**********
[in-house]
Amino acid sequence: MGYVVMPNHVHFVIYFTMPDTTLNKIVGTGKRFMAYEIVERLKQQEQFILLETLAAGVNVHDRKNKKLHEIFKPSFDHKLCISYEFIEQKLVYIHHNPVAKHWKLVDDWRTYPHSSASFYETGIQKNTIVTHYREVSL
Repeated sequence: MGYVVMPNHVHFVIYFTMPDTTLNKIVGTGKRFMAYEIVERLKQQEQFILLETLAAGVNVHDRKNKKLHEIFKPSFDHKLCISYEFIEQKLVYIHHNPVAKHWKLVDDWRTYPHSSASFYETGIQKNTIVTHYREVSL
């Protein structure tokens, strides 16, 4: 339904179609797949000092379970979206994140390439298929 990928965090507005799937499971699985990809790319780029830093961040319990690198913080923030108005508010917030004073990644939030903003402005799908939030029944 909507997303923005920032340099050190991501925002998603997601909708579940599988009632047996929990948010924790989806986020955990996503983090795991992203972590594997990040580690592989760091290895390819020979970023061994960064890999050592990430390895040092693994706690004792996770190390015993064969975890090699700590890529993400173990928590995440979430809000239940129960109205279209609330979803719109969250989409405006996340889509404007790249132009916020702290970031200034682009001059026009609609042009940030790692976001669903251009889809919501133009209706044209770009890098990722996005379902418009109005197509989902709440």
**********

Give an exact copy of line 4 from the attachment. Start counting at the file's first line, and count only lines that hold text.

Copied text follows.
């Protein structure tokens, strides 16, 4: 339904179609797949000092379970979206994140390439298929 990928965090507005799937499971699985990809790319780029830093961040319990690198913080923030108005508010917030004073990644939030903003402005799908939030029944 909507997303923005920032340099050190991501925002998603997601909708579940599988009632047996929990948010924790989806986020955990996503983090795991992203972590594997990040580690592989760091290895390819020979970023061994960064890999050592990430390895040092693994706690004792996770190390015993064969975890090699700590890529993400173990928590995440979430809000239940129960109205279209609330979803719109969250989409405006996340889509404007790249132009916020702290970031200034682009001059026009609609042009940030790692976001669903251009889809919501133009209706044209770009890098990722996005379902418009109005197509989902709440």